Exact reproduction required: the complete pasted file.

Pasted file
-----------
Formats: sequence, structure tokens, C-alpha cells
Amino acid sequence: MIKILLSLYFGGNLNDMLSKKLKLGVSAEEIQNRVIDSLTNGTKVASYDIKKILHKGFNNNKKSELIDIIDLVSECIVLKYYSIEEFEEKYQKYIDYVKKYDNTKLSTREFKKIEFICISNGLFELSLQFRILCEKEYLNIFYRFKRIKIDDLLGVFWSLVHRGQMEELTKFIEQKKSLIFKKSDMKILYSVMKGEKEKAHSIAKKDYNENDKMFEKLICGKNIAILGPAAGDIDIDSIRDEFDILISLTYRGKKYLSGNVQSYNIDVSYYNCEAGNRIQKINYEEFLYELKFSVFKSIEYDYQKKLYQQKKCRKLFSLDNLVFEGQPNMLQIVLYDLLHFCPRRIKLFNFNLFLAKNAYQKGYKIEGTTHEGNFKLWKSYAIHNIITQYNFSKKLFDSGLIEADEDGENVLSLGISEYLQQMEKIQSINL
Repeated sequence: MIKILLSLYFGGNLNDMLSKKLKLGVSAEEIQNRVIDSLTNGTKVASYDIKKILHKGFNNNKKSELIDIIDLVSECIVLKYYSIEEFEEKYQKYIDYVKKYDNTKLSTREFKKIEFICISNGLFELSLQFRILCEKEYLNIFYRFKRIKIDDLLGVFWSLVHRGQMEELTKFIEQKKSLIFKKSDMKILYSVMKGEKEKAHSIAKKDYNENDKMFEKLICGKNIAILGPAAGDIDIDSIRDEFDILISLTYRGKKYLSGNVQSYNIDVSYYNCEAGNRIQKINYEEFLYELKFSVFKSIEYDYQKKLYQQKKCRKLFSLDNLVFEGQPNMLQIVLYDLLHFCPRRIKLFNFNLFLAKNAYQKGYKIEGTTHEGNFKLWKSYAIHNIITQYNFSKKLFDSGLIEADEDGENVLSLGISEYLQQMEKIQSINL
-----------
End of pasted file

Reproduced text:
Formats: sequence, structure tokens, C-alpha cells
Amino acid sequence: MIKILLSLYFGGNLNDMLSKKLKLGVSAEEIQNRVIDSLTNGTKVASYDIKKILHKGFNNNKKSELIDIIDLVSECIVLKYYSIEEFEEKYQKYIDYVKKYDNTKLSTREFKKIEFICISNGLFELSLQFRILCEKEYLNIFYRFKRIKIDDLLGVFWSLVHRGQMEELTKFIEQKKSLIFKKSDMKILYSVMKGEKEKAHSIAKKDYNENDKMFEKLICGKNIAILGPAAGDIDIDSIRDEFDILISLTYRGKKYLSGNVQSYNIDVSYYNCEAGNRIQKINYEEFLYELKFSVFKSIEYDYQKKLYQQKKCRKLFSLDNLVFEGQPNMLQIVLYDLLHFCPRRIKLFNFNLFLAKNAYQKGYKIEGTTHEGNFKLWKSYAIHNIITQYNFSKKLFDSGLIEADEDGENVLSLGISEYLQQMEKIQSINL
Repeated sequence: MIKILLSLYFGGNLNDMLSKKLKLGVSAEEIQNRVIDSLTNGTKVASYDIKKILHKGFNNNKKSELIDIIDLVSECIVLKYYSIEEFEEKYQKYIDYVKKYDNTKLSTREFKKIEFICISNGLFELSLQFRILCEKEYLNIFYRFKRIKIDDLLGVFWSLVHRGQMEELTKFIEQKKSLIFKKSDMKILYSVMKGEKEKAHSIAKKDYNENDKMFEKLICGKNIAILGPAAGDIDIDSIRDEFDILISLTYRGKKYLSGNVQSYNIDVSYYNCEAGNRIQKINYEEFLYELKFSVFKSIEYDYQKKLYQQKKCRKLFSLDNLVFEGQPNMLQIVLYDLLHFCPRRIKLFNFNLFLAKNAYQKGYKIEGTTHEGNFKLWKSYAIHNIITQYNFSKKLFDSGLIEADEDGENVLSLGISEYLQQMEKIQSINL